Percy Allen has an interesting piece up regarding Chris Wilcox' contract impasse, and how this is Radmanovic all over again (he doesn't actually say that, but I think every Seattle fan is thinking it). Whether this impasse is more of a small footbridge or the Akashi-Kaikyo Bridge in Japan is open to debate; after all, it is the job of Wilcox' agent to create hype. If he comes out and says everything is going swell in negotiations, he doesn't exactly have much pull, does he?
Regardless, I’m beginning to wonder how much Wilcox is worth. The prevailing wisdom is that Wilcox never got a chance in LA, languishing behind Elton Brand in a PF never-neverland, and that his burst of scoring in rebounding in Seattle wasn’t due to a salary drive, but to playing time. But is that the truth?
It may surprise you to know that this isn’t the first time Chris Wilcox has posted big numbers for an extended period. In fact, in November of 2004, Wilcox averaged 14 points and 6 boards, before seeing his playing time – and numbers – curtailed for the rest of the season.
But, Pete, you’re saying, doesn’t that mean that Wilcox just needed playing time to produce? Well, I suppose that’s one way of looking at it. It’s true, Wilcox was stuck behind one of the best 4’s in the game in Brand. But doesn’t it make you wonder just a little why Mike Dunleavy couldn’t find more time for an athletic 6’10” power forward who can score in traffic? Further, does it worry anyone else that Wilcox disappeared the final 5 games of the season, failing to score more than 10 points in any of them? Shouldn’t a guy who’s getting the money Wilcox is going to get put up solid numbers almost every night?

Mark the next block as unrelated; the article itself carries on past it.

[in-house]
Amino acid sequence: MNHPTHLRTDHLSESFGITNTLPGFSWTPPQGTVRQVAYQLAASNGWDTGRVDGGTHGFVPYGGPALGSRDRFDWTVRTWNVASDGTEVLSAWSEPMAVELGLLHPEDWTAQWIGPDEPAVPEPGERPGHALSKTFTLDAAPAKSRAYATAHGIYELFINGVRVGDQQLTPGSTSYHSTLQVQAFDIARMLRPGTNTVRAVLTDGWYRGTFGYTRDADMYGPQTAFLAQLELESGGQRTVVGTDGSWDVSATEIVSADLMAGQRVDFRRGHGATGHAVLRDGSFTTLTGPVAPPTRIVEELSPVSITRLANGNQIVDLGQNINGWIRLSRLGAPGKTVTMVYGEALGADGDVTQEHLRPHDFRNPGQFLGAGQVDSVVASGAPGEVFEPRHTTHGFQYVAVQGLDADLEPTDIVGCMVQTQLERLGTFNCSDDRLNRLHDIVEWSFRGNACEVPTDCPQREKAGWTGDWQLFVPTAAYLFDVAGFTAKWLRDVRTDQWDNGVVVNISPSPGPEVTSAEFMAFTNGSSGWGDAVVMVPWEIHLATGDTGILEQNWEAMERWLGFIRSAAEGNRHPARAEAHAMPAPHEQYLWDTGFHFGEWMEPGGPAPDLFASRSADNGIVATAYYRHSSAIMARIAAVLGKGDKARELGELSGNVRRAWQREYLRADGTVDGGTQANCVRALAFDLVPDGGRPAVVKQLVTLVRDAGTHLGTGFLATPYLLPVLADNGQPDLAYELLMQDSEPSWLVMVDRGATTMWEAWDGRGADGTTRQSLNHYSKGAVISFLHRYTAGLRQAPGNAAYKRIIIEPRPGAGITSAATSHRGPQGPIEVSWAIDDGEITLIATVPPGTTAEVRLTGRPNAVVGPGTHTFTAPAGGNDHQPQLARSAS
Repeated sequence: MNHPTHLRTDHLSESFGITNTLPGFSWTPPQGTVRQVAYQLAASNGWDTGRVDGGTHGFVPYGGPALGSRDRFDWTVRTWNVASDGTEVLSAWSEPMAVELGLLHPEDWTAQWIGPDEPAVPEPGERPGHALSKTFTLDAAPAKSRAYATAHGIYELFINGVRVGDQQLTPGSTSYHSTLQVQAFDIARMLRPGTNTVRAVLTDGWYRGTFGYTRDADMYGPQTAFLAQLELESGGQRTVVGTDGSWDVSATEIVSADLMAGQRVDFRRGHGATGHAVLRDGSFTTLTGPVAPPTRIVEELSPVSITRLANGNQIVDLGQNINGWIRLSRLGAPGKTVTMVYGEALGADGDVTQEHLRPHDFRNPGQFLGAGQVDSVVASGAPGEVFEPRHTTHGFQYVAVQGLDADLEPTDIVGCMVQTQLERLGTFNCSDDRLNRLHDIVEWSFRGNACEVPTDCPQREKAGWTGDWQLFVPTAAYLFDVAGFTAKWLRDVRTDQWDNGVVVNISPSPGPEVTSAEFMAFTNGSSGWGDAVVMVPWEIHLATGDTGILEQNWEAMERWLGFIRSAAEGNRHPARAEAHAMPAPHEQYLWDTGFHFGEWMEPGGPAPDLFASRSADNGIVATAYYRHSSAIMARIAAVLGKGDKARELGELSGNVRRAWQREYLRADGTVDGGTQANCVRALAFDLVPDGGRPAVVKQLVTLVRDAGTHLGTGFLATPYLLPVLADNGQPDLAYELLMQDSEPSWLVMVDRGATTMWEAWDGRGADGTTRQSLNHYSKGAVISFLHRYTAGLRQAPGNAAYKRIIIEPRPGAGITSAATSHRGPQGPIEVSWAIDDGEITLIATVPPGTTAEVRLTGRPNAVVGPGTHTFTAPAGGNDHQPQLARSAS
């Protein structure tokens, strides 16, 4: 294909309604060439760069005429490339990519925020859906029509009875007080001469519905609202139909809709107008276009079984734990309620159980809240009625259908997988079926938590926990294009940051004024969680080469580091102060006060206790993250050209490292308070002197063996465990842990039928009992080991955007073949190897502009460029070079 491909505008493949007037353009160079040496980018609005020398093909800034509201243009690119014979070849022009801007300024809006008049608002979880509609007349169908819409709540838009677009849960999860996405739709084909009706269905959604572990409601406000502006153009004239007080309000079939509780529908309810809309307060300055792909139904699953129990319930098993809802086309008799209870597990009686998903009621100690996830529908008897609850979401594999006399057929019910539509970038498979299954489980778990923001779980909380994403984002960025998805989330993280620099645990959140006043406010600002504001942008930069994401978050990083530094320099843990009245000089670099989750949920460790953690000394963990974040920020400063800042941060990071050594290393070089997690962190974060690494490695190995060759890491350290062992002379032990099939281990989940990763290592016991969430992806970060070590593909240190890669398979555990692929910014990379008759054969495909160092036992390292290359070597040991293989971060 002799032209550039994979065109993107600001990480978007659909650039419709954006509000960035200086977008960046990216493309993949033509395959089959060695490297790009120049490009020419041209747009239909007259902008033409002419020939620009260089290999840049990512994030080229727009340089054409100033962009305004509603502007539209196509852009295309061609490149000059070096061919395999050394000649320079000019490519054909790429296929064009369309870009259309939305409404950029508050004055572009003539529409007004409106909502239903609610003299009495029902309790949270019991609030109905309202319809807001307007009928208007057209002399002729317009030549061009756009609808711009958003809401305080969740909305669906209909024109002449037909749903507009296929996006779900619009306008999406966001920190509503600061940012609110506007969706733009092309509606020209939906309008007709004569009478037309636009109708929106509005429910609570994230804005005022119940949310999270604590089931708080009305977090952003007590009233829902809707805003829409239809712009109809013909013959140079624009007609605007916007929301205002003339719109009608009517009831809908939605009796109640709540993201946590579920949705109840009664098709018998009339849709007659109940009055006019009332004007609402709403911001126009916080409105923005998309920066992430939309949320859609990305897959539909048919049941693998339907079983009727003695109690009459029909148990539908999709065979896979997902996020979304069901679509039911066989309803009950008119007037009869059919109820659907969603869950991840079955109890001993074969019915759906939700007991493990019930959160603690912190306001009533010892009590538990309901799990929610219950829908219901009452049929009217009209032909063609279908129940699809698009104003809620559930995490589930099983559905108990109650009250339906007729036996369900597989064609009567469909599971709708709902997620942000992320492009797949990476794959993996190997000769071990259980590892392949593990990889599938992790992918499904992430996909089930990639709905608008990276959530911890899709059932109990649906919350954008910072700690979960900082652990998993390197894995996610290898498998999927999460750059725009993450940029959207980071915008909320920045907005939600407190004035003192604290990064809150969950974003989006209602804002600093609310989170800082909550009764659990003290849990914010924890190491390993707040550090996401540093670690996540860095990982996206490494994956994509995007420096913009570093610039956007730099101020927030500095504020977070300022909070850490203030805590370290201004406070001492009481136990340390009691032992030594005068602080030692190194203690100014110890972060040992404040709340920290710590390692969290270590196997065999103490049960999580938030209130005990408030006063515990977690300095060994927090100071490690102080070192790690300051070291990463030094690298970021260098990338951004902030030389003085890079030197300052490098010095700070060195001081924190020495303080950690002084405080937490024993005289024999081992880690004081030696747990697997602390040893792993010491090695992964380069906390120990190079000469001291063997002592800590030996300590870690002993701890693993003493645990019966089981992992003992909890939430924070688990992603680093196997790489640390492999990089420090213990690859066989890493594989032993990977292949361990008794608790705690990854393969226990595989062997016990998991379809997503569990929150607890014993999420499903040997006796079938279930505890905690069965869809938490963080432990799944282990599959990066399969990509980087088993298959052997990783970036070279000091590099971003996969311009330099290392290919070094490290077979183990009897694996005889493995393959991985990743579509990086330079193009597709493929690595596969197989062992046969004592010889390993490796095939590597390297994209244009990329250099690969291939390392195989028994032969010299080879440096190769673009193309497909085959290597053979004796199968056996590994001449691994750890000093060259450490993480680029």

I’m sorry, but the longer this deal drags out the more I’m beginning to question the wisdom of locking up Chris Wilcox for 4 or 5 years, especially considering he hasn’t produced anything more than a one-month outburst. A common piece of wisdom in the NBA goes that it’s how you do the second time through the league that matters (see Murray, Flip), when defenses started planning for you and opposing coaches recognize you. Considering Wilcox has yet to produce in that sort of situation, I’d be hesitant to extend him the offer he’s expecting. And considering that someone like Drew Gooden is sitting out there, well, wouldn’t the money Seattle is earmarking for Wilcox be better spent on someone – like Gooden – who has produced consistently in the league for more than one month?